As a pediatrician, my No. 1 concern is to keep children safe and healthy. Inside the walls of my office, I can provide services and counseling to help do just that, whether by giving an infant her first childhood vaccine, providing a mental health screening to an adolescent patient or counseling parents about how to keep their homes as safe as possible. Unfortunately, there are some threats to children's health that are beyond my control, including the food they consume.
As was brought to light all too clearly recently when children as young as 1 year old were among the 81 people from 18 states (including Maryland) who were infected with salmonella linked to imported cucumbers, food-borne illness is a real threat to children's health. One in six Americans is affected by food-borne illness each year, causing 128,000 hospitalizations and 3,000 deaths. As a pediatrician, I know that children are disproportionately bearing this burden, accounting for a large proportion of food-borne illness cases annually.
Sadly, children are also among those most at risk of dying from foodborne illness or suffering serious, lifelong health complications from food-borne infections. This is because children have developing immune systems that aren't always well equipped to fight infection; because they usually are smaller, it doesn't take much exposure to contaminated food to make them sick; and children have limited control over their diets and lack the developmental maturity necessary to carefully judge food safety risks.
Our federal government did take steps to improve our food safety system by passing the FDA Food Safety Modernization Act (FSMA) two years ago, but challenges remain. It wasn't until the earlier this year that crucial rules for carrying out the law were even proposed, to prevent the contamination of fruits and vegetables and to help mitigate food hazards. Meanwhile, delaying implementation of these key provisions has left our food supply vulnerable to contamination and put children's health at risk. Other important aspects of the law, such as ensuring the safety of imported foods, also have yet to be addressed.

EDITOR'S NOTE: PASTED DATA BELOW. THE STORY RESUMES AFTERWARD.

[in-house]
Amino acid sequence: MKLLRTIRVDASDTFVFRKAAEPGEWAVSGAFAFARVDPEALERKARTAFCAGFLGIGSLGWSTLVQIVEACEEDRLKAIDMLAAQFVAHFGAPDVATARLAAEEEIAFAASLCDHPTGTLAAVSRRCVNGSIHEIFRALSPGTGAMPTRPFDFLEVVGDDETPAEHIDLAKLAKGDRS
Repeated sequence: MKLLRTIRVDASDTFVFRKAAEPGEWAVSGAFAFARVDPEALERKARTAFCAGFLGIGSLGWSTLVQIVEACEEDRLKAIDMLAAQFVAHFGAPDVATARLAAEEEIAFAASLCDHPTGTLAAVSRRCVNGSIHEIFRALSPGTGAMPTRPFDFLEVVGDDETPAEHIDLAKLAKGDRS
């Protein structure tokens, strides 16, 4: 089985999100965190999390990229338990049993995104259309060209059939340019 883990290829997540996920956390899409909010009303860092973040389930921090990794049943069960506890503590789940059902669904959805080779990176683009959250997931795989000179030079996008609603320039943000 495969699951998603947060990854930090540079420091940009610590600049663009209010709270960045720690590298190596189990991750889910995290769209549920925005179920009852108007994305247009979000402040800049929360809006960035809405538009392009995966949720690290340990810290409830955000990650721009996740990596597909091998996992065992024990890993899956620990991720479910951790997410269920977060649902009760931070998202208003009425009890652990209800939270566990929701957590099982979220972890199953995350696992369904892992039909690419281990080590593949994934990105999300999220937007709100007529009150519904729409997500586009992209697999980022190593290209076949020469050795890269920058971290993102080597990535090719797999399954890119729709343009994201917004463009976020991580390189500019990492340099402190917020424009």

Complicating matters is the ongoing threat of budget sequestration. Fortunately, the FDA has confirmed that sequestration will not cause the agency to cut back on food inspections, at least for now; and the Agriculture Department's Food Safety and Inspection Service, which oversees meat and poultry inspections, was spared from sequestration altogether. Yet, in a still austere federal budget environment, there is no guarantee that federal legislators will be able to find a way to provide needed continued funding for FSMA implementation, which could jeopardize FDA's ability to keep our food supply safe.
Beginning to finally implement the FSMA is a long-overdue step in the right direction to help protect children from the threat of food-borne illness. What we need now is to forge ahead with the rest of the law's implementation, and for Congress to ensure that as budget decisions are made for the next fiscal year, the FDA has the support it needs to keep our food supply as safe as possible.
Sens. Barbara Mikulski and Ben Cardin deserve credit for their dedication to protecting children and families from food-borne illness. I call on all of their colleagues to do the same.
Scott Krugman is president of the Maryland Chapter of the American Academy of Pediatrics. His email is email@example.com.